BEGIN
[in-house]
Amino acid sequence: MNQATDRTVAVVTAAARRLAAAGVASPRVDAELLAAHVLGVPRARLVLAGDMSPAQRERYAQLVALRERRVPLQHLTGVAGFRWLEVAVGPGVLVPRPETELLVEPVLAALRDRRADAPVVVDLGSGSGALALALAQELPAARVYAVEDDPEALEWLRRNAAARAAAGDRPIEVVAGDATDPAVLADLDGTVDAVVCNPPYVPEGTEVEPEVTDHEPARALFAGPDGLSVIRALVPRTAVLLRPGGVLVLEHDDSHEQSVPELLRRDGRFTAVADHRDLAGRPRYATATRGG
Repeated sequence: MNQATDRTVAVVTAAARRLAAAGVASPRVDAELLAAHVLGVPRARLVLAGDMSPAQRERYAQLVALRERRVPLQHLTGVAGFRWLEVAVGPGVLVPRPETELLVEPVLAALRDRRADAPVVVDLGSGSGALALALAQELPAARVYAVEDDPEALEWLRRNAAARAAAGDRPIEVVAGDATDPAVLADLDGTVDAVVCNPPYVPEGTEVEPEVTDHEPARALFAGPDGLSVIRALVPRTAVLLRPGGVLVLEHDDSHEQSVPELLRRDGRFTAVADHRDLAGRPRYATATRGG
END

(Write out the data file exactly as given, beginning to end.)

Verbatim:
[in-house]
Amino acid sequence: MNQATDRTVAVVTAAARRLAAAGVASPRVDAELLAAHVLGVPRARLVLAGDMSPAQRERYAQLVALRERRVPLQHLTGVAGFRWLEVAVGPGVLVPRPETELLVEPVLAALRDRRADAPVVVDLGSGSGALALALAQELPAARVYAVEDDPEALEWLRRNAAARAAAGDRPIEVVAGDATDPAVLADLDGTVDAVVCNPPYVPEGTEVEPEVTDHEPARALFAGPDGLSVIRALVPRTAVLLRPGGVLVLEHDDSHEQSVPELLRRDGRFTAVADHRDLAGRPRYATATRGG
Repeated sequence: MNQATDRTVAVVTAAARRLAAAGVASPRVDAELLAAHVLGVPRARLVLAGDMSPAQRERYAQLVALRERRVPLQHLTGVAGFRWLEVAVGPGVLVPRPETELLVEPVLAALRDRRADAPVVVDLGSGSGALALALAQELPAARVYAVEDDPEALEWLRRNAAARAAAGDRPIEVVAGDATDPAVLADLDGTVDAVVCNPPYVPEGTEVEPEVTDHEPARALFAGPDGLSVIRALVPRTAVLLRPGGVLVLEHDDSHEQSVPELLRRDGRFTAVADHRDLAGRPRYATATRGG